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SOUTH BRISBANE: THE RESIDENTIAL DEVELOPMENT SWEET SPOT

November 08, 2012

We are often in discussions with our active industry members who are keen to determine what is working in this patchy and fragmented development market. And while there are a myriad of reasons why many developments don’t get off the ground, at Ellivo we are more interested in why some projects are more successful in the current marketplace than others.

Increasingly over the last 6 months we have observed that well-designed and affordable medium-scale apartment projects in South Brisbane are achieving greater market acceptance than others (what we term the development ‘sweet spot’) because they better satisfy the demanding requirements of location, approvals, sales, financing, valuations, and speed to market. As with all developments, the success of any particular project requires satisfying current pent-up market demand within larger economic and social trends.

It is our opinion that boutique-style developments of between 35–50 apartments in the South Brisbane area are currently more successful than others because:

Location.

There is a growing realization that South Brisbane occupies a unique and desirable precinct with its unrivalled lifestyle offering combining arts, leisure and entertainment, as well as educational facilities for over 80,000 students. All within walking distance to the CBD.

Paul Barratt from CBRE advises that the South Brisbane rental market is particularly strong with sub 1% vacancy rates, a diverse tenant mix, and pent-up demand from owner-occupiers as well as investors. At Ellivo, we have observed that astute developers are also considering Woolloongabba and Kangaroo Point as strongly performing and desirable locations for their next project.

Demand.

Driven by location, investors and owner occupiers are striving to get into South Brisbane and anything sub $400,000 is selling direct to agent database prior to public release. Paul Barratt has seen the proportion of owner occupiers in the South Brisbane new apartment market skyrocket to as high as 50% in well-designed boutique releases. The Fish Lane development is a good example. This creates additional competition for investors and further tightening the vacancy rates as owner occupiers absorb the rental pool.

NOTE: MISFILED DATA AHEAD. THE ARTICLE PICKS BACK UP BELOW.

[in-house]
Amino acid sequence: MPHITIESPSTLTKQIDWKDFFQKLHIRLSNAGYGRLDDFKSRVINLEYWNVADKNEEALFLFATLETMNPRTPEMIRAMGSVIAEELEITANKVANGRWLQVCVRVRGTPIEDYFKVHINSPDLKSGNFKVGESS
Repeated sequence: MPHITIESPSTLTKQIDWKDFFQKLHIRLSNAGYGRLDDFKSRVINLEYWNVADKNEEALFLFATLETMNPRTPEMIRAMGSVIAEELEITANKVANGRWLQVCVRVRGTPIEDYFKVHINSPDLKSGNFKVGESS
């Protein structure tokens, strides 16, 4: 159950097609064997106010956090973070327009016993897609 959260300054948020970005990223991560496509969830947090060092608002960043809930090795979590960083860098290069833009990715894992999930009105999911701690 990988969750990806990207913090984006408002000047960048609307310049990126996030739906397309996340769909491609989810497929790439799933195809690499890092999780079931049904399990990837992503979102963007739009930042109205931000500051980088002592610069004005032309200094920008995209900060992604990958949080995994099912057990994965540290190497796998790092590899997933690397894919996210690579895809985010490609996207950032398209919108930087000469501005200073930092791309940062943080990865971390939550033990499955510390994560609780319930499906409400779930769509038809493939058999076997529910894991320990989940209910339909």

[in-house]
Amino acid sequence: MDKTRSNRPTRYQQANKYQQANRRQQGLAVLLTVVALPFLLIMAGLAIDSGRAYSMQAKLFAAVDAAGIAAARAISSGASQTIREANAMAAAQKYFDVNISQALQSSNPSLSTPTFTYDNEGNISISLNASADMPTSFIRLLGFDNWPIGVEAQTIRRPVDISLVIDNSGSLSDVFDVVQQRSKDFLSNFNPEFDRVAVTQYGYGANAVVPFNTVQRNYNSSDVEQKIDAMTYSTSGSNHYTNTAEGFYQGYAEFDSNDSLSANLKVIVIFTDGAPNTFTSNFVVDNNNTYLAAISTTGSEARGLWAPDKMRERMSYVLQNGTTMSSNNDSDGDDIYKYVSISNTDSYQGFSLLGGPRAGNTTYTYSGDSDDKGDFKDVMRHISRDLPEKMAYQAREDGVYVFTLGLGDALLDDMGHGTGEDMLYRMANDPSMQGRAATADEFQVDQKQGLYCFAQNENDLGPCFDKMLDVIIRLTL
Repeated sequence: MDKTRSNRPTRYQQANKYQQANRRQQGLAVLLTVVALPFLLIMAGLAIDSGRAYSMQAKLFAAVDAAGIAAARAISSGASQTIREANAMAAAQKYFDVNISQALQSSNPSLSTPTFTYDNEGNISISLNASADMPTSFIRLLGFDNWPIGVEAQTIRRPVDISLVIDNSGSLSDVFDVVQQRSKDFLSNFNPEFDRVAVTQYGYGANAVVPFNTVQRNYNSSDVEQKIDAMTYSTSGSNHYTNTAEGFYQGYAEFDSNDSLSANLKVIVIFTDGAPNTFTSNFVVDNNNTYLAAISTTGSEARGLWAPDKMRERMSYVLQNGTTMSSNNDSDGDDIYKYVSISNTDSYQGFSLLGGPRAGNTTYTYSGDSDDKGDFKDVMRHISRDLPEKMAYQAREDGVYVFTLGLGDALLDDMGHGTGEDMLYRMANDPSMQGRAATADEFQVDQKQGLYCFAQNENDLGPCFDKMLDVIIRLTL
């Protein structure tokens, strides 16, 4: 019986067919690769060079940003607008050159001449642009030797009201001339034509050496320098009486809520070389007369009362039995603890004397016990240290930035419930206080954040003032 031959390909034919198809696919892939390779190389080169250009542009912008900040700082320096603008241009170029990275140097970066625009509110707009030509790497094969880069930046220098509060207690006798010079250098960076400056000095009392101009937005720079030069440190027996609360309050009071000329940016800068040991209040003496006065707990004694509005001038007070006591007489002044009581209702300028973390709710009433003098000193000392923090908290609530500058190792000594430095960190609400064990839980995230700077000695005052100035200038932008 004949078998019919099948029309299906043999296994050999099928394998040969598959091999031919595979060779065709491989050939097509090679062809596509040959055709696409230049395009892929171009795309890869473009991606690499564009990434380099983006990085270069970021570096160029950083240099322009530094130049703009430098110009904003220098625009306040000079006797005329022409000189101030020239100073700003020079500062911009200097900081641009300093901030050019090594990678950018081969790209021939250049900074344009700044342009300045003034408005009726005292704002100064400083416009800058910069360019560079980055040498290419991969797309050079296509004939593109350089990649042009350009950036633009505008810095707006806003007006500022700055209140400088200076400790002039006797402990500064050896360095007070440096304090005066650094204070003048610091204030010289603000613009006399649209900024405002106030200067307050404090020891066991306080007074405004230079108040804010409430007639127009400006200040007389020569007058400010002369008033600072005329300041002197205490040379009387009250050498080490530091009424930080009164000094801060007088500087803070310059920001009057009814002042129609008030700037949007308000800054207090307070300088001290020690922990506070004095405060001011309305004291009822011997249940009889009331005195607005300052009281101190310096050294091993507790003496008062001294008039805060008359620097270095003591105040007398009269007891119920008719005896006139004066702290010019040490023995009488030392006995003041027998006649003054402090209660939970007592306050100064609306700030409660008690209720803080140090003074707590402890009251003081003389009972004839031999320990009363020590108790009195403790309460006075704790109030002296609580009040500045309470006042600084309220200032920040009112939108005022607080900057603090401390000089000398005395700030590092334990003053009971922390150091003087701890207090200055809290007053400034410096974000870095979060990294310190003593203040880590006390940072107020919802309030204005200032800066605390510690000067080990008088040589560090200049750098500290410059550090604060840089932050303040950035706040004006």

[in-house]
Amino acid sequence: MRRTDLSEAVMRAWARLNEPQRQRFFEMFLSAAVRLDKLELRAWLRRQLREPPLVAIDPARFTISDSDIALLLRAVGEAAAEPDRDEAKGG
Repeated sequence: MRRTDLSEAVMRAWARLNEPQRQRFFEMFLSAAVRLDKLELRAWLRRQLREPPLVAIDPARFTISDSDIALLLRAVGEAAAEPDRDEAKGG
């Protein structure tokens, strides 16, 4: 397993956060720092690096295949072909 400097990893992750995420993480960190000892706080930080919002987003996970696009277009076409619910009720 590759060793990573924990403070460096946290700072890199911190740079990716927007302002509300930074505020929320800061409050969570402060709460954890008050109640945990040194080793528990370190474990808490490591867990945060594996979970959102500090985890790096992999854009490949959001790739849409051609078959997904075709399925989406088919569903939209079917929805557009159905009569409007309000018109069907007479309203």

Fish Lane Dark Scheme Kitchen & Living Render by Simon Finger

Economic Drivers.

The multi-residential development market over the last few years has largely been driven by investors alone. However sharply rising rents and falling interest rates is now changing the sentiment around apartment ownership, driving some tenants to consider buying an apartment to live in. The other dynamic is the aging Baby Boomer market that considers owning a well-located investment apartment for the short-term (possibly used by their children when studying), but one that they could live in in retirement. Currently smaller 1 and 2 bedroom apartments are in high demand. High quality design and good location are critical factors here.

Approvals.

As outlined in a previous article, The South Brisbane Local Area Plan now ensured a high level of certainty that conforming developments will be approved without 3rd party objections and delays. This certainty cannot be underestimated in the context of Brisbane’s apartment market. For example, the recent apartment development of Bowen Hills was largely driven by a rapid approval framework from the ULDA rather than real development drivers.

Boutique Size Development.

There are a range of factors that make medium-sized developments of between 35 – 50 apartments up to 8 stories high more attractive and successful than larger or smaller offerings. These generally involve a quicker rate-of-sale, relatively easier construction financing, more affordable Body Corp fees, efficiencies in construction and building certification, as well as an enhanced sense of community. We have observed that Brisbane purchasers are reluctant to commit to larger projects possibly due to uncertainty over them proceeding, when a boutique offering is more attractive. The recently-released Edge Apartments is also worth a look.

 

 

 

Edge Dark Scheme Kitchen & Living Render by Simon Finger

The X Factor – Design.

A quick review of apartment layouts and designs will quickly identify whether the target market for a project is investors or owner/occupiers. There is no doubt that financial returns drive the investor market, targeting investors who will never live in the apartments they purchase.

In contrast, owner occupier-designed buildings are usually well-considered, with light, views, airflow and energy efficiency all strong selling points for those who will live-in an apartment for years to come. Fixtures and finishes in an owner-occupier building are selected for their appeal and quality, knowing that the aesthetics need to be of higher quality to get a buyer to commit.

The exciting design challenge is to create apartments that are affordable to construct but which have a higher level of amenity that appeals to owners as well as investors. Again, Paul Barratt observes that:

‘as the new unit market in South Brisbane flourishes, buyers are seeking a quality facade which contributes to a sense of address and provides for an immediate lift in status and prestige for owners and residents. Thoughtful design detail adds value to the buyer and increases the rate of sale due to aligning product with buyer preferences.’

We will be following up this article with future commentary on the Brisbane Apartment market in the context of Melbourne and overseas trends, and the increasing impact of pre-fabrication on apartment design and construction.

Article written by Scott Whiteoak, director at Ellivo Architects.